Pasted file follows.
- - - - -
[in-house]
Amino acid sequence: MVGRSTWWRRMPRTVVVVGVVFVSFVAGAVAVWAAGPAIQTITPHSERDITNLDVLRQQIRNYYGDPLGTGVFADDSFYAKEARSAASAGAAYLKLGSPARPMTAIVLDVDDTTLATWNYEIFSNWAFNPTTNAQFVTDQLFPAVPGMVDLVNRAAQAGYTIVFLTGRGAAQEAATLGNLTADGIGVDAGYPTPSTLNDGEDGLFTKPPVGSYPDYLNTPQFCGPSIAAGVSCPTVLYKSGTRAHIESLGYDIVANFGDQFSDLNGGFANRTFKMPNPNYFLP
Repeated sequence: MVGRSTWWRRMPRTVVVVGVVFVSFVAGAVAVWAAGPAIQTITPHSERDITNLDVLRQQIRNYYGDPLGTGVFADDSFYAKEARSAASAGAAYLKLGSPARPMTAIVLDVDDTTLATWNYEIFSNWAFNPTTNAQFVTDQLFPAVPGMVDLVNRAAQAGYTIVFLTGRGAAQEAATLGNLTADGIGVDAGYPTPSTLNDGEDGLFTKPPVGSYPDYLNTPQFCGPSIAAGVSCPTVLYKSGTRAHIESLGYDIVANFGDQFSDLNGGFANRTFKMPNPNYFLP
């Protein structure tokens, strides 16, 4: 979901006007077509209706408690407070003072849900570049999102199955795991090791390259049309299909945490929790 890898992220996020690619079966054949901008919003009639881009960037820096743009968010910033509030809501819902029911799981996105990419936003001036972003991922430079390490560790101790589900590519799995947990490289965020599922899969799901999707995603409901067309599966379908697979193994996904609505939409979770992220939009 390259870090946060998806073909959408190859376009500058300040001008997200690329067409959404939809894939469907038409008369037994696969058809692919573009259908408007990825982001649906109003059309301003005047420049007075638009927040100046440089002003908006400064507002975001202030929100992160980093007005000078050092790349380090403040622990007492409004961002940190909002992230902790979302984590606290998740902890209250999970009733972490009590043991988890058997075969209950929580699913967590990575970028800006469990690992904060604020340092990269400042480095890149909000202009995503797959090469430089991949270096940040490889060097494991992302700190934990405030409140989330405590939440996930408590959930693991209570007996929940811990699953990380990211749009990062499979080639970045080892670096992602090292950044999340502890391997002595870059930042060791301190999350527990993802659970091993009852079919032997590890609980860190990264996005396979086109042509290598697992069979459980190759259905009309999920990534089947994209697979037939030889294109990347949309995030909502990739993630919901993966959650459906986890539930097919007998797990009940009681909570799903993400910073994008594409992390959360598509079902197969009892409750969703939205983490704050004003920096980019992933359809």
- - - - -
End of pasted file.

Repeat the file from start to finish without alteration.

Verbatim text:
[in-house]
Amino acid sequence: MVGRSTWWRRMPRTVVVVGVVFVSFVAGAVAVWAAGPAIQTITPHSERDITNLDVLRQQIRNYYGDPLGTGVFADDSFYAKEARSAASAGAAYLKLGSPARPMTAIVLDVDDTTLATWNYEIFSNWAFNPTTNAQFVTDQLFPAVPGMVDLVNRAAQAGYTIVFLTGRGAAQEAATLGNLTADGIGVDAGYPTPSTLNDGEDGLFTKPPVGSYPDYLNTPQFCGPSIAAGVSCPTVLYKSGTRAHIESLGYDIVANFGDQFSDLNGGFANRTFKMPNPNYFLP
Repeated sequence: MVGRSTWWRRMPRTVVVVGVVFVSFVAGAVAVWAAGPAIQTITPHSERDITNLDVLRQQIRNYYGDPLGTGVFADDSFYAKEARSAASAGAAYLKLGSPARPMTAIVLDVDDTTLATWNYEIFSNWAFNPTTNAQFVTDQLFPAVPGMVDLVNRAAQAGYTIVFLTGRGAAQEAATLGNLTADGIGVDAGYPTPSTLNDGEDGLFTKPPVGSYPDYLNTPQFCGPSIAAGVSCPTVLYKSGTRAHIESLGYDIVANFGDQFSDLNGGFANRTFKMPNPNYFLP
């Protein structure tokens, strides 16, 4: 979901006007077509209706408690407070003072849900570049999102199955795991090791390259049309299909945490929790 890898992220996020690619079966054949901008919003009639881009960037820096743009968010910033509030809501819902029911799981996105990419936003001036972003991922430079390490560790101790589900590519799995947990490289965020599922899969799901999707995603409901067309599966379908697979193994996904609505939409979770992220939009 390259870090946060998806073909959408190859376009500058300040001008997200690329067409959404939809894939469907038409008369037994696969058809692919573009259908408007990825982001649906109003059309301003005047420049007075638009927040100046440089002003908006400064507002975001202030929100992160980093007005000078050092790349380090403040622990007492409004961002940190909002992230902790979302984590606290998740902890209250999970009733972490009590043991988890058997075969209950929580699913967590990575970028800006469990690992904060604020340092990269400042480095890149909000202009995503797959090469430089991949270096940040490889060097494991992302700190934990405030409140989330405590939440996930408590959930693991209570007996929940811990699953990380990211749009990062499979080639970045080892670096992602090292950044999340502890391997002595870059930042060791301190999350527990993802659970091993009852079919032997590890609980860190990264996005396979086109042509290598697992069979459980190759259905009309999920990534089947994209697979037939030889294109990347949309995030909502990739993630919901993966959650459906986890539930097919007998797990009940009681909570799903993400910073994008594409992390959360598509079902197969009892409750969703939205983490704050004003920096980019992933359809």